Crunch negotiations between protesters and Beijing-backed city officials were slated for today, but fell apart after the government pulled out, blaming student leaders for attempting to escalate demonstrations.
The decision deepened the political crisis convulsing the Asian financial hub, with the failure of talks expected to reinvigorate mass rallies that have paralysed parts of the city for nearly two weeks.
Demonstrators are calling for Beijing to grant the former British colony full democracy and for the city's Chief Executive Leung Chun-ying to resign.
Under plans unveiled by China in August, Hong Kongers will be able to vote for Leung's successor in 2017, but only two to three vetted candidates will be allowed to stand something detractors have dismissed as a "fake democracy".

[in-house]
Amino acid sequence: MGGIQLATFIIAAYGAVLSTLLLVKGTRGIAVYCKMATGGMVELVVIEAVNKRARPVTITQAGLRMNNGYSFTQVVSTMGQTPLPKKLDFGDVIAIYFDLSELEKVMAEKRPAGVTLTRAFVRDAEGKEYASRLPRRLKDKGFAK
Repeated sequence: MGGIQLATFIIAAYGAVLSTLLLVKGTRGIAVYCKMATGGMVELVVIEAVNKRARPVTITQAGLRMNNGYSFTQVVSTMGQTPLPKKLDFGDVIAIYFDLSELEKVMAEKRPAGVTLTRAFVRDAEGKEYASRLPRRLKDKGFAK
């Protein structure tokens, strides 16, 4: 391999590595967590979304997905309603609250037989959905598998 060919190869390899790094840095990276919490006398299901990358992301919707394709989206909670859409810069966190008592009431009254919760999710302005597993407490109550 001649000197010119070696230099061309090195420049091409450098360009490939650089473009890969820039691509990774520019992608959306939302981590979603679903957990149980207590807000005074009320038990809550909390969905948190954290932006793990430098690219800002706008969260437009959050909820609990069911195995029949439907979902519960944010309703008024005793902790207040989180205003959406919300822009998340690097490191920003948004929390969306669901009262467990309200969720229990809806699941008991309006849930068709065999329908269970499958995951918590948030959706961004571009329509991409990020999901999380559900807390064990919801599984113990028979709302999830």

Student leaders today blamed the government for pulling out of talks, and insisted they were still open to finding a middle ground.
But they vowed no let up in their occupation of parts of Hong Kong despite growing public anger over the disruption they have caused.
"Come to occupy the road outside the public headquarters, come bring your tents to show our persistence on long term occupy action," student leader Joshua Wong told supporters at the main protest site outside the government headquarters ahead of a planned mass rally.
Crowds have dwindled in recent days. At the main protest site on Friday afternoon only a few hundred could be seen.